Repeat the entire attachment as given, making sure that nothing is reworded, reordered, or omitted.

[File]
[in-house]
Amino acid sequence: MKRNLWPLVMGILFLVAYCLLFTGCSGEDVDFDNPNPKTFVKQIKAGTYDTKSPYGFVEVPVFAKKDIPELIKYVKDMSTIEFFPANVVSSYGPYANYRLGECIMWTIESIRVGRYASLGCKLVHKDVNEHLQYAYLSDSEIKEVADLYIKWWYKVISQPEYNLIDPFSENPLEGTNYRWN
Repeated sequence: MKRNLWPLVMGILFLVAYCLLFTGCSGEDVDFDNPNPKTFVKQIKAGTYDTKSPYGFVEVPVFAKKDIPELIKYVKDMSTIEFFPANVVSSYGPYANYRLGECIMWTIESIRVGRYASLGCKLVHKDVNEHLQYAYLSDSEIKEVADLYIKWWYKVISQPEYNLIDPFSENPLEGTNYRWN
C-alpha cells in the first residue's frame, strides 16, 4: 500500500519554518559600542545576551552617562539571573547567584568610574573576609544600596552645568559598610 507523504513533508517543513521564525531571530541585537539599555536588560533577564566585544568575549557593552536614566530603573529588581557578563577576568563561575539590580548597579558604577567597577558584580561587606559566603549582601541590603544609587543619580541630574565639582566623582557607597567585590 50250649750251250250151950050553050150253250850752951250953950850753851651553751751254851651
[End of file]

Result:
[in-house]
Amino acid sequence: MKRNLWPLVMGILFLVAYCLLFTGCSGEDVDFDNPNPKTFVKQIKAGTYDTKSPYGFVEVPVFAKKDIPELIKYVKDMSTIEFFPANVVSSYGPYANYRLGECIMWTIESIRVGRYASLGCKLVHKDVNEHLQYAYLSDSEIKEVADLYIKWWYKVISQPEYNLIDPFSENPLEGTNYRWN
Repeated sequence: MKRNLWPLVMGILFLVAYCLLFTGCSGEDVDFDNPNPKTFVKQIKAGTYDTKSPYGFVEVPVFAKKDIPELIKYVKDMSTIEFFPANVVSSYGPYANYRLGECIMWTIESIRVGRYASLGCKLVHKDVNEHLQYAYLSDSEIKEVADLYIKWWYKVISQPEYNLIDPFSENPLEGTNYRWN
C-alpha cells in the first residue's frame, strides 16, 4: 500500500519554518559600542545576551552617562539571573547567584568610574573576609544600596552645568559598610 507523504513533508517543513521564525531571530541585537539599555536588560533577564566585544568575549557593552536614566530603573529588581557578563577576568563561575539590580548597579558604577567597577558584580561587606559566603549582601541590603544609587543619580541630574565639582566623582557607597567585590 50250649750251250250151950050553050150253250850752951250953950850753851651553751751254851651